This year’s Davos meeting could be the pivot for global trade
President Donald Trump could be about to put ‘flesh on the bones’ of what his America First policy is all about
If Davos 2017 was Xi Jinping’s canvas, so the wintry backdrop of the World Economic Forum in 2018 is surely set for Donald Trump. It has a feel of William Shakespeare’s “Julius Caesar” about it: “I come to bury Caesar, not to praise him.”
After months of bluff and bluster, posturing and braggartry, it seems that Trump, with henchman US Trade Representative Robert Lighthizer at his side, has chosen Davos to put flesh on the bones of what “America First” is all about. Trump’s “core” want blood on trade, and there is a sense that he is finally preparing to spill some. There is perhaps a sense that the outcome of a large number of precariously-held Senate and House seats in the autumn’s midterm elections may depend on it.
Just as the world’s commentariat gathered in Davos took comfort 12 months ago in Xi’s statesmanlike globalism (recall: “We must promote trade and investment, liberalisation and facilitation through opening up – and say no to protectionism.”), so they may take fright at Trump’s contrarian and unapologetically protectionist vision. As the White House spokeswoman elliptically noted on Tuesday: “The president looks forward to promoting his policies to strengthen American businesses, American industries and American workers.” In this light, the 2018 Davos theme becomes chilling: “Creating a shared future in a fractured world.”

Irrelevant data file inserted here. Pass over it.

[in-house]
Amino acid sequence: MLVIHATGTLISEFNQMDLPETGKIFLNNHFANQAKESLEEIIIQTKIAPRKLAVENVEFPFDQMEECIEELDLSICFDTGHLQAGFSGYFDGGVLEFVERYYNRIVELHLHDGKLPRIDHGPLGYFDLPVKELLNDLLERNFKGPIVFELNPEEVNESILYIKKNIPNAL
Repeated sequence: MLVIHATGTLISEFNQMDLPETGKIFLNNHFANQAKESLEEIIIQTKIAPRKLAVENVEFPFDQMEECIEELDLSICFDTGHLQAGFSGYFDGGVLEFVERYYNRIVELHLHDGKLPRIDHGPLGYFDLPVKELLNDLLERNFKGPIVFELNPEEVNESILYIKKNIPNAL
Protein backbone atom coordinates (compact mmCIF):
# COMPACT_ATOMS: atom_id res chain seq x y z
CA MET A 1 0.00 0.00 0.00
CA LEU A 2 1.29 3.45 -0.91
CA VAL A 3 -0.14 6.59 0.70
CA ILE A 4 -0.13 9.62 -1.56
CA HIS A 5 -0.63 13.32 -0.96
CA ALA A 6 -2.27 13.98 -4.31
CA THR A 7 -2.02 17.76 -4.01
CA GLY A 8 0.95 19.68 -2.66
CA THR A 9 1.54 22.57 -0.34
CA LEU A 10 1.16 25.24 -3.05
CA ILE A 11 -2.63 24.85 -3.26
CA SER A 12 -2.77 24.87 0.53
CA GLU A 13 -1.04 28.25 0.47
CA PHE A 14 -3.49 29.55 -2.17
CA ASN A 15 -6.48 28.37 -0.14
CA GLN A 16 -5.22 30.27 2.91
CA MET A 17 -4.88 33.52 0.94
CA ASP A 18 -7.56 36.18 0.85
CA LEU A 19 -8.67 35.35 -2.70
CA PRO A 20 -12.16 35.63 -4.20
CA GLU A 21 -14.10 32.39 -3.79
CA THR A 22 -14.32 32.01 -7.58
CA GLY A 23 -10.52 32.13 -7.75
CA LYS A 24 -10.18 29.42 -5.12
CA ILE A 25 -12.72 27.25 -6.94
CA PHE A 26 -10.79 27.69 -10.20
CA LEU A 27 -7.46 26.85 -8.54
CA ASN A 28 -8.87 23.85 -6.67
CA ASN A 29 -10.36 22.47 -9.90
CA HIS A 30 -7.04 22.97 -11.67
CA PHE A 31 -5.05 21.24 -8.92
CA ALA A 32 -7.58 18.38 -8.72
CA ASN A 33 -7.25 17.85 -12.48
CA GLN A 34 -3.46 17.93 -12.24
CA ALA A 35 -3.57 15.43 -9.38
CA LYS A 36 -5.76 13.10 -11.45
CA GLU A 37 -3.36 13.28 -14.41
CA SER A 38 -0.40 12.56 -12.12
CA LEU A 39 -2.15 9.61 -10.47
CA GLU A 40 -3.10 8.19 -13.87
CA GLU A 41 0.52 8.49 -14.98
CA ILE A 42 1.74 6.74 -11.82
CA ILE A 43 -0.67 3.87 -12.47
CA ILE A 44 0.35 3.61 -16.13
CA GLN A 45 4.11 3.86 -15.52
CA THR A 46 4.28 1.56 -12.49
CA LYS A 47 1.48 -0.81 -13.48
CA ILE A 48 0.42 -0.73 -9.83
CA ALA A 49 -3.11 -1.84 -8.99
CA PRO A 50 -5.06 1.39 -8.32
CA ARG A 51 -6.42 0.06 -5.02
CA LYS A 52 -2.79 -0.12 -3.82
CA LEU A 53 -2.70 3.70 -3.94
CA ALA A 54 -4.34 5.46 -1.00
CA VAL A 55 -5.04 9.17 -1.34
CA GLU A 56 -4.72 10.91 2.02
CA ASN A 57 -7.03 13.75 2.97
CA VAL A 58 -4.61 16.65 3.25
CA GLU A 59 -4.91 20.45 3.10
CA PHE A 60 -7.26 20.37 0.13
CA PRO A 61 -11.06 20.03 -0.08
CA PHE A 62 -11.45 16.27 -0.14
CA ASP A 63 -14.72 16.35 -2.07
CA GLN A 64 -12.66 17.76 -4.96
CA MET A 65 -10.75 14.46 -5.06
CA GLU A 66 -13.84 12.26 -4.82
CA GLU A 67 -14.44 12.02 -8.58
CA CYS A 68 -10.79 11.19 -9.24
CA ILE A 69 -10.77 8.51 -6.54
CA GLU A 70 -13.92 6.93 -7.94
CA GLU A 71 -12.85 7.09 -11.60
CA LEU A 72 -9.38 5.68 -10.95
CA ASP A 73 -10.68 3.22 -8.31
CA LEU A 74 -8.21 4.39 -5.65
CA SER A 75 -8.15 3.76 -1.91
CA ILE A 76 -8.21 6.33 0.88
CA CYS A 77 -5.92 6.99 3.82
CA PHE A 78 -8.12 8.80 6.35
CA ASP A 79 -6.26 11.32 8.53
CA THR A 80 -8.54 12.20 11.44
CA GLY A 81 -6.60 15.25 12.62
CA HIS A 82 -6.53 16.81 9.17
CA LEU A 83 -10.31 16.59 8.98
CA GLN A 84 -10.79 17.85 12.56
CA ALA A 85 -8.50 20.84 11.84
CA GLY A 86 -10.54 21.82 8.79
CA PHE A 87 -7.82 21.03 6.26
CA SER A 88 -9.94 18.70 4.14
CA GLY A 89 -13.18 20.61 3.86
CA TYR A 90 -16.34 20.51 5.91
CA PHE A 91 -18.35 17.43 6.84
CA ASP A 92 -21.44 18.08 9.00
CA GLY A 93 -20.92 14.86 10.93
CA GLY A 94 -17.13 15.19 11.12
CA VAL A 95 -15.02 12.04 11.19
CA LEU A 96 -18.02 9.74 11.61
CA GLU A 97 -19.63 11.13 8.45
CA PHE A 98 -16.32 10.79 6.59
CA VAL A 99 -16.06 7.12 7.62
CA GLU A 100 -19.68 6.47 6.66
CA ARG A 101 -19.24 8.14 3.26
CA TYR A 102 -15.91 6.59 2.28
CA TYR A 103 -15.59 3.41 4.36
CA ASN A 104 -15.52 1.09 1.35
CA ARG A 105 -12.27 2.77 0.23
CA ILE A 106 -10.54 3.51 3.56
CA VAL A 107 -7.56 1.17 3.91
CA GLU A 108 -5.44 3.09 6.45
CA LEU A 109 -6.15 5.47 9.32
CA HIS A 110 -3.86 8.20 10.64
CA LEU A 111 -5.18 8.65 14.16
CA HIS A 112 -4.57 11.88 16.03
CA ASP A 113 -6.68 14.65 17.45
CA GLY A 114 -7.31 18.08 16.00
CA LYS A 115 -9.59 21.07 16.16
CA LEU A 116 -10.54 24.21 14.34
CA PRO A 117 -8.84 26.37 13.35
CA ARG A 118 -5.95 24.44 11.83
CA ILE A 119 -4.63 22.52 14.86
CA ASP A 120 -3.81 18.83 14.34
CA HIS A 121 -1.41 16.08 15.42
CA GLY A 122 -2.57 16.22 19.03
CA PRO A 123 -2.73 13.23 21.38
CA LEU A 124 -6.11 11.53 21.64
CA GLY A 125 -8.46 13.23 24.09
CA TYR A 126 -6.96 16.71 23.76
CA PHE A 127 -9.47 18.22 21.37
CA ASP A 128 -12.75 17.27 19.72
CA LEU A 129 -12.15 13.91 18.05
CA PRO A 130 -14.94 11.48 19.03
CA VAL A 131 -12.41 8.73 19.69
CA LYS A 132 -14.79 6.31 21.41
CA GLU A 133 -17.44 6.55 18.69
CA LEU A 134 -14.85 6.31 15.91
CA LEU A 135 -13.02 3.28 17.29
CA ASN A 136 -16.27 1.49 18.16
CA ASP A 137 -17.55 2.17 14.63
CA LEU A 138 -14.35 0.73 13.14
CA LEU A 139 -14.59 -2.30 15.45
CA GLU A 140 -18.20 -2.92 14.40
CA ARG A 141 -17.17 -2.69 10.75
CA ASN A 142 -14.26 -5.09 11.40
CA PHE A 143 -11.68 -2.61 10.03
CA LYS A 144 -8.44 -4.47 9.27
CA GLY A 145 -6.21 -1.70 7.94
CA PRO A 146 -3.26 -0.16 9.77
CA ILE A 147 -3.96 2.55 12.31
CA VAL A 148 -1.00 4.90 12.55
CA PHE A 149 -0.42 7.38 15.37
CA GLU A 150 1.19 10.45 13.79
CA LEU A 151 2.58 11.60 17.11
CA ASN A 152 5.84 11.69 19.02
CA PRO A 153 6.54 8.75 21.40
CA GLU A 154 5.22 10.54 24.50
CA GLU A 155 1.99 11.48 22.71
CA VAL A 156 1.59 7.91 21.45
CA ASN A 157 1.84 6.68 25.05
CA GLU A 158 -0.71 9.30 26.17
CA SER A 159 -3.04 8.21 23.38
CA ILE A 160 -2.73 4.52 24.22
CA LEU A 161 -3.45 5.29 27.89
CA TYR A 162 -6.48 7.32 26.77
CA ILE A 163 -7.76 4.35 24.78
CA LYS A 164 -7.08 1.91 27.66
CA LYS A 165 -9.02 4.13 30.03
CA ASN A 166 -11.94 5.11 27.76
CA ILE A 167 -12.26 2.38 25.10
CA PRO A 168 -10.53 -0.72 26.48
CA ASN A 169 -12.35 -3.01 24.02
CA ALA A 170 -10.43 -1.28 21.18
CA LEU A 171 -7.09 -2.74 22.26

In a world defined by Trump as populated not by friends and foes, but by deals, which are to be forged in the interests of a hard-done-by American people, there are likely to be very few international observers who sit comfortably through Trump’s Davos message to the world – or the domestic version he will deliver to his core soon after in his annual State of the Union Address.
First to taste discomfort may be neighbours Canada and Mexico, with the sixth of seven rounds of negotiations on a new North American Free Trade Agreement (Nafta) deal to start in Montreal next week. Talks so far have been brutally unproductive, with lots of megaphone brinkmanship. As final preparations are made for the Montreal talks, there is little optimism that anything positive can come of the final rounds.
In many ways, the Trump rhetoric has made a positive result virtually unachievable. He has repeatedly and hyperbolically talked of the 1994 Nafta deal as “the worst deal ever” implying that any new deal will by definition have to be saleable as “the best deal ever” – for American workers at least. With Canada’s prime minister under political pressure to avoid embarrassing concessions, and Mexico’s president facing elections on July 1, it is difficult to see what they can offer that would enable Trump to declare such a “best ever” deal.
At least some powerful local lobbies have got through to the Oval Office to warn Trump of the harm a Nafta disaster could inflict (expect Mexican retaliation against US corn exports, and protests from perilously uncompetitive US car makers, for example). He acknowledged the likelihood of local protests when he last week told The Wall Street Journal: “A lot of people are going to be unhappy if I terminate Nafta.”